McConnell did not comment after the news report surfaced, but his spokesman, David Popp, called the allegations “disturbing.”

“I do not have any readout of what did or didn’t happen in a classified briefing,” Popp said. “But obviously any foreign breach of our cybersecurity measures is disturbing, and the White House has just announced an investigation to see if that has occurred and will formulate a response.”

Senate Armed Services Committee Chairman John McCain (R-Ariz.) said he could not be certain of the CIA’s claims given its track record, echoing Trump’s reaction to the report in which he said: “These are the same people that said Saddam Hussein had weapons of mass destruction.”

“I’d have to have a briefing before I could judge it and who’s doing it,” McCain said in an interview late Friday night, once The Post’s report was published. “But the CIA has not always been exactly right, to say the least.”

The CIA’s conclusions that Russia hacked the election to aid Trump has put Republicans in a political bind. On the one hand, the charges of election hacking are a perfect, galvanizing platform from which to go after Russia for what they see as a global pattern of dangerous meddling, not just in the American elections, but also in the wars in Ukraine and Syria. But on the other hand, they now risk unearthing more evidence giving credence to the charges that Trump’s campaign benefited from the hacks. Such evidence could seriously undermine the president-elect before he takes office and beyond.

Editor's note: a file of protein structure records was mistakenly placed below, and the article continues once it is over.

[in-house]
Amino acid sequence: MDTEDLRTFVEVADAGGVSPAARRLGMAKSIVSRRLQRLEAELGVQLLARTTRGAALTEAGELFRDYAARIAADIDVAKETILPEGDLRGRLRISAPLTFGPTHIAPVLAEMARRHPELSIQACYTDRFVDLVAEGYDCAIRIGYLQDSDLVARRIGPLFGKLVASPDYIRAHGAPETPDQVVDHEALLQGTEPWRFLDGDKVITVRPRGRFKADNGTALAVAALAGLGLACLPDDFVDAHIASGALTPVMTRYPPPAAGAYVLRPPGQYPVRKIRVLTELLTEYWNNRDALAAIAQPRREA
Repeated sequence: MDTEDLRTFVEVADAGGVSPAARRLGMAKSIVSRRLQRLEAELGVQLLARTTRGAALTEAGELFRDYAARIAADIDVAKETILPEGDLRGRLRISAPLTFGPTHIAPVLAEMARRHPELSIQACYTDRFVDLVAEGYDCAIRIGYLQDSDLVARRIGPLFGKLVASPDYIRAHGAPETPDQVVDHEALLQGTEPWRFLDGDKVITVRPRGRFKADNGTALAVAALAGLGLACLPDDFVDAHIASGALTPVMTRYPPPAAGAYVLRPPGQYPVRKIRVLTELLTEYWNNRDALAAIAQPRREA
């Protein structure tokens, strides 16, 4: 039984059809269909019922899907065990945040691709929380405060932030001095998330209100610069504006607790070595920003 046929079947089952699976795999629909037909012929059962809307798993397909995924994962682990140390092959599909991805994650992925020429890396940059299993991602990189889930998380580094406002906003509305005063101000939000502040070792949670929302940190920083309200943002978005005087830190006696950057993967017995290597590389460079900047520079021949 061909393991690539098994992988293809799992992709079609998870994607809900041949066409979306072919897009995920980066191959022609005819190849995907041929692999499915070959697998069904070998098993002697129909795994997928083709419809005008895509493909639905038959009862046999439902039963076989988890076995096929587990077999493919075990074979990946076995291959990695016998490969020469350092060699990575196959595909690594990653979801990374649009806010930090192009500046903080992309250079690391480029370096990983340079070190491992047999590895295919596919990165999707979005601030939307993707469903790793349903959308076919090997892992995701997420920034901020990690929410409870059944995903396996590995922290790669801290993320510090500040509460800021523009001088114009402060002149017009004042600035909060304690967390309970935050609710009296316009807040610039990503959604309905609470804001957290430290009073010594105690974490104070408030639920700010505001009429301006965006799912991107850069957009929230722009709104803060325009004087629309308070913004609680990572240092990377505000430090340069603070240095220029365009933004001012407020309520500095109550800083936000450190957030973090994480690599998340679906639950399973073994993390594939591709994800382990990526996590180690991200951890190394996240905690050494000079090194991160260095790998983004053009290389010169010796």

Other Republican senators also expressed doubts about the CIA’s charge.

“I’d be very concerned if a foreign government were doing that — we don’t have any evidence of that yet, and I haven’t seen the CIA report, so I’ll reserve judgment,” Sen. David Perdue (R-Ga.) said late Friday night.

And still others are questioning why anyone is talking about Russian hacking at all. “All this ‘news’ of Russian hacking: it has been going on for years,” Senate Majority Whip John Cornyn (R-Tex.) tweeted Saturday morning. “Serious, but hardly news.”

Nonetheless, even before the latest report, McCain and other senior Republican senators were planning to launch a wide-ranging, coordinated probe into alleged Russian interference in the elections in the next Congress. Such an effort could run directly counter to Trump’s foreign policy plans, including a repeatedly stated desire to warm relations with Putin’s Russia.

McCain’s Senate Armed Services Committee intends to establish a dedicated subcommittee to probe cyberthreats that will hold hearings on the how the United States would respond to an attack as well as investigate allegations of election hacking.